I will afford all of the delegates an opportunity to respond. I am conscious that some of the comments made are relevant, specifically as we look at the design of a new programme. The ILDN has welcomed the idea of having a multi-annual programme. We cannot look at what happened in the past four of five years and say we are going to repeat it for the next four or five as we will be looking at a different problem. We had a recession and high unemployment levels, but they have come down. Mr. Bowe referred to the expression "post-recession". We are in a different situation. The problem we are facing is that many people who are long-term unemployed come from geographical and economic areas that would have traditionally had high unemployment rates. They still have high unemployment rates. Some individuals come from a background of intergenerational unemployment. These issues will not be addressed in the same way as they would be for someone who lost a job for a year or so and then retrained, re-skilled and re-entered the labour force. We are looking at a different issue.
One major concern I have relates to the references in the Indecon report to centralising, economies and efficiencies. It needs to be the exact opposite. A more local response is required, not only of the employment service but also in engaging with other providers of services in areas. The people with whom we are dealing are further removed from being employable. The problems are intergenerational and long term. There is work to be done for those of school age today if we are to assist communities that have suffered the effects of long-term unemployment. We need to work that far back into the system, rather than only with the person on the live register.
The presentation made by the ILDN highlights how one of the key advantages stems from being community and locally based. It comes from the connections with others organisations in the local area. That is important and probably not reflected adequately in the Indecon report. That is my view of the report.
We will start with SIPTU. Mr. Coffey should feel free to join in. We will work across the members of the deputation.
Ms Caroline Kennedy:
I wish to address a couple of the questions Deputy O'Dea put to us. There was no definite outcome from the recent meeting with the Department of Employment Affairs and Social Protection. The Deputy also asked about employment and training and the percentage difference. I can only speak from the perspective of Limerick, but there has been a difference. Last year's figures suggest we are looking at a 25% transition into employment. There are still 10% to 15% who are engaged in activation and training programmes. The percentage has not changed in recent years. We still have approximately 10% to 15% engaging at that level and it is not recognised in the work we do.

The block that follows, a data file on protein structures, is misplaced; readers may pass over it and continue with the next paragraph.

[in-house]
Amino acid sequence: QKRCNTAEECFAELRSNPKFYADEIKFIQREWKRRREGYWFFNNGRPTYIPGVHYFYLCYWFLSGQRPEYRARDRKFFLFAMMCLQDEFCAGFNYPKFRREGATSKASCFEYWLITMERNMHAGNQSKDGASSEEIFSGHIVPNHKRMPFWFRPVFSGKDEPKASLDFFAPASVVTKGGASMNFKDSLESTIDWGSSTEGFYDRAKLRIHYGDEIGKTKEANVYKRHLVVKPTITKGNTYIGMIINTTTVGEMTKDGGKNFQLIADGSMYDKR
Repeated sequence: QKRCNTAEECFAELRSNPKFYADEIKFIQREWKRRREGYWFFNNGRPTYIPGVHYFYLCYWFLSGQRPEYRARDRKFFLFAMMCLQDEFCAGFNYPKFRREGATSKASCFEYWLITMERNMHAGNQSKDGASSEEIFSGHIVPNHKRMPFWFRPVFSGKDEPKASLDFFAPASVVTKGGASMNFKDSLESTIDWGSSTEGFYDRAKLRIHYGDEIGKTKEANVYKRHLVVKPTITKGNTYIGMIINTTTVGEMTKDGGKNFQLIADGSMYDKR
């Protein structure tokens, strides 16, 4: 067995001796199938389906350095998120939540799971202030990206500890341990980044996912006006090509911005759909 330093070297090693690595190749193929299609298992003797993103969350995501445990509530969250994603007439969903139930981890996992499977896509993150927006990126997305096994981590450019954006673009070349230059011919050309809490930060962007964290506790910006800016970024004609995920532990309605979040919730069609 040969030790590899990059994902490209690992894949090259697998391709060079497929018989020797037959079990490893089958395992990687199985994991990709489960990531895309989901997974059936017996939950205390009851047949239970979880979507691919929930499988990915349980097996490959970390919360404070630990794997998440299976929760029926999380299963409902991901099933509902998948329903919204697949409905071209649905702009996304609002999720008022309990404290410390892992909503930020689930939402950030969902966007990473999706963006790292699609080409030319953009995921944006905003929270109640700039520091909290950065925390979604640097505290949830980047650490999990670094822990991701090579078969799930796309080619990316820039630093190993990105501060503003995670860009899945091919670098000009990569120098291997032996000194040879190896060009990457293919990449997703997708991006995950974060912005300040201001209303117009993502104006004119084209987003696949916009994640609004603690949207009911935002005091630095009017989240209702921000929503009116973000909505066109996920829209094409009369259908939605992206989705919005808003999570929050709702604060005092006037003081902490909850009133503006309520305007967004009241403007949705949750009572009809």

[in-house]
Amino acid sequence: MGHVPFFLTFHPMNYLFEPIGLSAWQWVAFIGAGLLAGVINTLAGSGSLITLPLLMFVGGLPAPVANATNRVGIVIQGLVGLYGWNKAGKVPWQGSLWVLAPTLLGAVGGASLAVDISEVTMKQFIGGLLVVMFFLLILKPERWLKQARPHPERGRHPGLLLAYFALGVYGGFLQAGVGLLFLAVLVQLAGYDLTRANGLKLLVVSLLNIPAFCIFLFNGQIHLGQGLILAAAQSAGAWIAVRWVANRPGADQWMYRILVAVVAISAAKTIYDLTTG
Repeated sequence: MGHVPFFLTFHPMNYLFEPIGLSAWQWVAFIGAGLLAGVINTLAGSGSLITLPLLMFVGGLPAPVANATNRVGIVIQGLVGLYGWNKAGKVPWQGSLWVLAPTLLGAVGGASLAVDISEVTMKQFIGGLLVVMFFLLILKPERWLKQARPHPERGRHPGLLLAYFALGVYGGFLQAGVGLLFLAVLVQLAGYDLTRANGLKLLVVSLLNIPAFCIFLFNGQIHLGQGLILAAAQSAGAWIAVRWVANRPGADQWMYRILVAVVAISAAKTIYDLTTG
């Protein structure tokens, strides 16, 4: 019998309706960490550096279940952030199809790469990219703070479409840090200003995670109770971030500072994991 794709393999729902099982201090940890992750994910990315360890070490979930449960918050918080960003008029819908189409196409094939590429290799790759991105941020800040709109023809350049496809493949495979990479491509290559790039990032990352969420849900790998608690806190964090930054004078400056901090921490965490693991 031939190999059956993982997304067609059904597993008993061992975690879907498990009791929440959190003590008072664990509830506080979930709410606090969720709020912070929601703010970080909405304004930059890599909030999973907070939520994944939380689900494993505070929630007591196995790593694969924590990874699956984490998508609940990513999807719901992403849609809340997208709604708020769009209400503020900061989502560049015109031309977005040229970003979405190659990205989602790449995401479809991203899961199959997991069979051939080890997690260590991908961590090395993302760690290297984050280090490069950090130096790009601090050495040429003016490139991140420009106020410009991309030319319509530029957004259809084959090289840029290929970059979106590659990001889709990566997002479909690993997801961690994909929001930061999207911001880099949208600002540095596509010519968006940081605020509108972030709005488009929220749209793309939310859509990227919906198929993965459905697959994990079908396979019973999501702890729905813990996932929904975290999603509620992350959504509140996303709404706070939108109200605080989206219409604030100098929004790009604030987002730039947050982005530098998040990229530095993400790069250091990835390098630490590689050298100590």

I will address the comment made by Deputy Smith on people with disabilities. We work with people who are referred to us and on the live register. Generally, people in receipt of a disability payment do not fall into that category. Often people who present to us have a hidden disability. We engage with and support them as best we can. We often refer to the EmployAbility service which is a specialised service for people with disabilities. I hope that answers the Deputy's question.
Mr. Donal Coffey:
I will respond to Deputy O’Dea's question about the meeting. On my way here this morning I saw the statute of Countess Markievicz outside the building. I made reference to the centenary.
As well as being the first Minister for Labour, she was the first woman Minister for Labour and from the west. I pay tribute to Ms Noreen Parker who is also from the west. She is our SIPTU person and travels the length and breadth of the country representing the community sector. I also pay tribute to her colleague Mr. Eddie Mullins.